Much of what I discovered about St. Patrick’s story was found in the book I mentioned, “How the Irish Saved Civilization” by Thomas Cahill. It’s an interesting read, particularly if you love history, and puts the importance of St. Patrick in context.
For a fun video about the other little things about St. Patrick’s Day, check out this video: http://www.youtube.com/watch?v=-5tth-ntGO0
That delightful holiday, Valentine’s Day, is soon to arrive, and for some of you it may be an enchanting day where you get to spend time with a beloved, or, for those who have no such special friend, I hope it will be a time of remembering Christ’s love for the church. Whatever your feelings may be for Valentine’s Day – dread, joy, or bitterness – I hope you hear me out on the history of Valentine’s Day which, surprisingly, has little to do with romance. In doing this, I hope to remind you what our lives are really all about.
Valentine’s Day was set in our calendars back in 496 AD by Pope Gelasius I in honor of three saints named Valentine. All three are honored as martyrs, but it is primarily with Valentine of Rome, who lived around 270 AD during the reign of Emperor Claudius, that I am concerned with. Not much is known about him, and for this reason the Catholic Church has decided to remove the holiday from their religious festivals. However, we may perhaps truth in legends, for every tale has its origins in some fact.
As the story goes, Valentine was a Christian priest during the reign of Claudius who, like most Emperors before him, persecuted the church heavily. Many Christians were thrown into cruel prisons, where they were beaten, tortured, and left in poor conditions. Valentine had had enough, and began saving prisoners covertly. Another tale reports he was performing secret Christian marriages, though this may be an addition to add romance to Valentine’s history. Nonetheless, he was discovered by the Emperor and was immediately jailed for his faith. It is said that Valentine had an interview with Claudius himself, and he was asked what he thought of the Roman gods. I imagine him answering in this fashion:
“The gods of the Romans are indeed no gods, O Emperor, but are sticks and stones made by men’s hands. There is only one true God, the God of all the heavens and the earth and thou shalt be answerable to Him, O Emperor, for thy actions. Yet this God sent His Son to us as a sacrifice that we might be forgiven our misdeeds, and He alone is Lord of all the earth.”
It is also said that Claudius was impressed with Valentine’s speech, yet, angered that he was the one being proselytized and not Valentine, Claudius threw him into prison.
Yet he continued to minister, preaching to the guards in the prison. One guard, a good man, had adopted a blind girl as his daughter, and asked if perhaps God would have mercy on his daughter. Valentine prayed, and soon the blind girl could see. There was great rejoicing and glorification of God, and the guard and his family became Christians. Valentine found great joy, even in the deepest darkness.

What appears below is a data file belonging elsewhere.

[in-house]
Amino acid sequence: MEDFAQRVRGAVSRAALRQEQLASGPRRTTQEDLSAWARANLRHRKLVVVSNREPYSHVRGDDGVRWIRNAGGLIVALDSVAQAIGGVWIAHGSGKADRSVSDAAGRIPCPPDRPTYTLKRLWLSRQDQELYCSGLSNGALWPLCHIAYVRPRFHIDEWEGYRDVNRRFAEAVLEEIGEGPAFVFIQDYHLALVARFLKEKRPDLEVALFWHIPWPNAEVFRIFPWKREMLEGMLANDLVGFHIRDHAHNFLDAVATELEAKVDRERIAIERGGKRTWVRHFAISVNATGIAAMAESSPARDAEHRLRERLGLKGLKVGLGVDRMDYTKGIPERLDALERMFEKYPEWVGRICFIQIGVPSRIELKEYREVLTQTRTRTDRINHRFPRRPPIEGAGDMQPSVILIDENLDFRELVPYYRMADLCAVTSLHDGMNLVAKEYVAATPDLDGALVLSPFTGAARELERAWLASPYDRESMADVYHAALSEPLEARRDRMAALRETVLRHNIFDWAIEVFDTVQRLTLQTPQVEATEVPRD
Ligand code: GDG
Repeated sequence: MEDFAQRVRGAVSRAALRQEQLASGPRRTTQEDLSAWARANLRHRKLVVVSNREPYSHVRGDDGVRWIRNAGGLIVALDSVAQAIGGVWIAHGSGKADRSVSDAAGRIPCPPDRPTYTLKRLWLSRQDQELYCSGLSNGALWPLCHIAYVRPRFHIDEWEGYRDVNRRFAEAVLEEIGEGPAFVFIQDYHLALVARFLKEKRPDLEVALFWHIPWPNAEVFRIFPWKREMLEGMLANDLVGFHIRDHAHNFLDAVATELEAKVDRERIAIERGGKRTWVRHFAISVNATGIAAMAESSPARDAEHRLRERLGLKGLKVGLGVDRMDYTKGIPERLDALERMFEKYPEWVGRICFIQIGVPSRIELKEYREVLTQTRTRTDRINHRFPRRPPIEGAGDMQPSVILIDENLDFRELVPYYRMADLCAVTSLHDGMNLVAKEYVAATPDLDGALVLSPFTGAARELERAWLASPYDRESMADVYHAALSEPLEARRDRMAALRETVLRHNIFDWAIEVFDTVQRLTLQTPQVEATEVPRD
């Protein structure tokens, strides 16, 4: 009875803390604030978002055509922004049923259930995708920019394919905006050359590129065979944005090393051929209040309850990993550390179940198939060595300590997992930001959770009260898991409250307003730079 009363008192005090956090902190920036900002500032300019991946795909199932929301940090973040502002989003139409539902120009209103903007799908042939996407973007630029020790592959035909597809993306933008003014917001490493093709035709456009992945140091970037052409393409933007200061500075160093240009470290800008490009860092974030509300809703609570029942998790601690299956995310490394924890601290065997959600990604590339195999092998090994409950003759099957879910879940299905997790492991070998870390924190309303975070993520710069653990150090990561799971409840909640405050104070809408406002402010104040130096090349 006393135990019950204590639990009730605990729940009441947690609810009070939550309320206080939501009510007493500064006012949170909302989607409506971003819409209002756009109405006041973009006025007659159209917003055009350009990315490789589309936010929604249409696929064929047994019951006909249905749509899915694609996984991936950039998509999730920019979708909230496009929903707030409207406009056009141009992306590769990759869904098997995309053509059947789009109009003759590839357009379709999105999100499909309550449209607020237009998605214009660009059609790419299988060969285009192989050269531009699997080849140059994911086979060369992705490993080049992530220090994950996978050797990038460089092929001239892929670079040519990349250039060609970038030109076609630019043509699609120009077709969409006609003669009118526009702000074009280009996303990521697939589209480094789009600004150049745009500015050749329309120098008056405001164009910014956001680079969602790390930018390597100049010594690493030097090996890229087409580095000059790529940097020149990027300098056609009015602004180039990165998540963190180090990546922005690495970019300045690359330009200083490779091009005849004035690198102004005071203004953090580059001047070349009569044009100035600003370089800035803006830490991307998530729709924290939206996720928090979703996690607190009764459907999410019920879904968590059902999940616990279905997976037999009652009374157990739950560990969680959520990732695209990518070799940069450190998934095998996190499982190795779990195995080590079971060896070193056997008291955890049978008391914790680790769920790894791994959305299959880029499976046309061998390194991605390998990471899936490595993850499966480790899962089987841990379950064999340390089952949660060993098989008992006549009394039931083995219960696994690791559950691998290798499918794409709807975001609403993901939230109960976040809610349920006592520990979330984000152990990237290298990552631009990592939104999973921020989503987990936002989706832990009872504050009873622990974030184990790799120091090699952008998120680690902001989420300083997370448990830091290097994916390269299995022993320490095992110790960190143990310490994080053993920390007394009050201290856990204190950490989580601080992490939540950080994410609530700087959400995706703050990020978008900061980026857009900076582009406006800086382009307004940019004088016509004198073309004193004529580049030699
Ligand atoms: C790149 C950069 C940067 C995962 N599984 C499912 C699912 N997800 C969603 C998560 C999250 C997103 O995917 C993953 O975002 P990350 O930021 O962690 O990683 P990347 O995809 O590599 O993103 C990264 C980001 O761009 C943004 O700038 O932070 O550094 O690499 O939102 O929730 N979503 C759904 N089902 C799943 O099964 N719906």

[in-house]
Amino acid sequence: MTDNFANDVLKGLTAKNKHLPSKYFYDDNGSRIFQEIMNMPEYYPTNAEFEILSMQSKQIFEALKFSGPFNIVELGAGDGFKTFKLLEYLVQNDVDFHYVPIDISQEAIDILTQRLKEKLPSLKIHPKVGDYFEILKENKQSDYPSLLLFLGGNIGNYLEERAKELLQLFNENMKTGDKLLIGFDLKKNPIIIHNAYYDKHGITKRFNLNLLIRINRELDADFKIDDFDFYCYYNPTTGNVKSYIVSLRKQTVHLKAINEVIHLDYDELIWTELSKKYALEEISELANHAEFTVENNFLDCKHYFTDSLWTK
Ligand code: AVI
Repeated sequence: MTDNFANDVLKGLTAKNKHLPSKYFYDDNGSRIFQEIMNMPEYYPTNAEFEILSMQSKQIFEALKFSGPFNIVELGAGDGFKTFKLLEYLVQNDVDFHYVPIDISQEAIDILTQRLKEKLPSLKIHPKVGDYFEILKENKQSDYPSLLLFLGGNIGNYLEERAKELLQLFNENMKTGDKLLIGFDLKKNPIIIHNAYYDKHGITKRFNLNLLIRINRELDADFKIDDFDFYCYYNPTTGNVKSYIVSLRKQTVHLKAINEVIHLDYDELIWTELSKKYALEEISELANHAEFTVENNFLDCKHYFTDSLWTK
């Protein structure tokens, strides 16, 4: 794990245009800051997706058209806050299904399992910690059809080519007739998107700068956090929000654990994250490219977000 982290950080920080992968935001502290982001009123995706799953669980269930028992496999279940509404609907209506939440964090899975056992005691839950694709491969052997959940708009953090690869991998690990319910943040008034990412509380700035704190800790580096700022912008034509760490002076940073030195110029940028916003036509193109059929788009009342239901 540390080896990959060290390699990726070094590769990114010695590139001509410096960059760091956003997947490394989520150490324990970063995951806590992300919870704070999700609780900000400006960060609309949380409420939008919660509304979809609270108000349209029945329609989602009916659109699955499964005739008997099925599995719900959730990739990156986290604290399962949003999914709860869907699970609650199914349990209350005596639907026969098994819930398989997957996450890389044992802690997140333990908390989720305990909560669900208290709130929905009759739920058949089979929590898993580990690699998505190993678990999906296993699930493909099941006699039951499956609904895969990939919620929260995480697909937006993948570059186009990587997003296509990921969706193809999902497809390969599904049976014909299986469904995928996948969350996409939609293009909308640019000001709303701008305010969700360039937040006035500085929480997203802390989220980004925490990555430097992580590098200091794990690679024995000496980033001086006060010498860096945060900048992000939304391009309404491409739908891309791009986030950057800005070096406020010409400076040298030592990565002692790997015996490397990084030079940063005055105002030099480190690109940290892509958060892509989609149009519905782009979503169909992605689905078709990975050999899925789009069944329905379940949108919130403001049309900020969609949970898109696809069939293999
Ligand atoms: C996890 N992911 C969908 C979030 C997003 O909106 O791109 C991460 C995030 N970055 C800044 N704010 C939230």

Of course Claudius heard what had happened. It seemed this Valentine would not, for any price or penalty, cease speaking of this Jesus. Thus, Valentine was beheaded.
John 15: 13 reads, “Greater love has no one than this, that one lay down his life for his friends.” Valentine was willing to lay down his life for the cause of Christ, and, like Paul before him, became an “ambassador in bonds” (Eph. 6:20). He knew the immeasurable worth of Christ.
Unfortunately, much of Valentine’s Day is commercialization now; it’s all about chocolate, hearts, roses, and, as a friend of mine put it, “a short, chubby toddler coming at you with a weapon.” Alas, we are too prone to forget the important things and care too much about the trivial.
Valentine’s Day is a holiday about love. Love is not what the world would have us believe it is, though: a mushy feeling you get, like butterflies playing ping pong in your intestines, lightheadedness, and an irresistible force to be obeyed. 1 Corinthians 13:4–7 says, “Love is patient and kind; love does not envy or boast; it is not arrogant or rude. It does not insist on its own way; it is not irritable or resentful; it does not rejoice at wrongdoing, but rejoices with the truth. Love bears all things, believes all things, hopes all things, endures all things.” Nothing about feelings here. Love is about sacrifice, and, primarily, selflessness.
True love was expressed for man upon the cross where Jesus died. Romans 5:8 reads, “God shows his love for us in that while we were still sinners, Christ died for us.” There was nothing we could do about our condition: we were entirely without hope, estranged from God with no bridge to get us back. Then Christ came and, offering His own life as the perfect sacrifice, gave Himself for our sins. “In this is love, not that we have loved God, but that He loved us and sent His Son to be the propitiation for our sins” (1 John 4:10).
If you have someone you love this Valentine’s, rejoice in that, inasmuch as it is God given. But whether you do or do not, know that you shall not ever find fulfillment in any love save God’s, for He is the essence of love. Delight in Him, and you shall find a fountain overflowing that shall not run dry. In all things, pray to be more like St. Valentine, who gave his all for the gospel, and that Christ would be exalted in your life or your death, now and forevermore.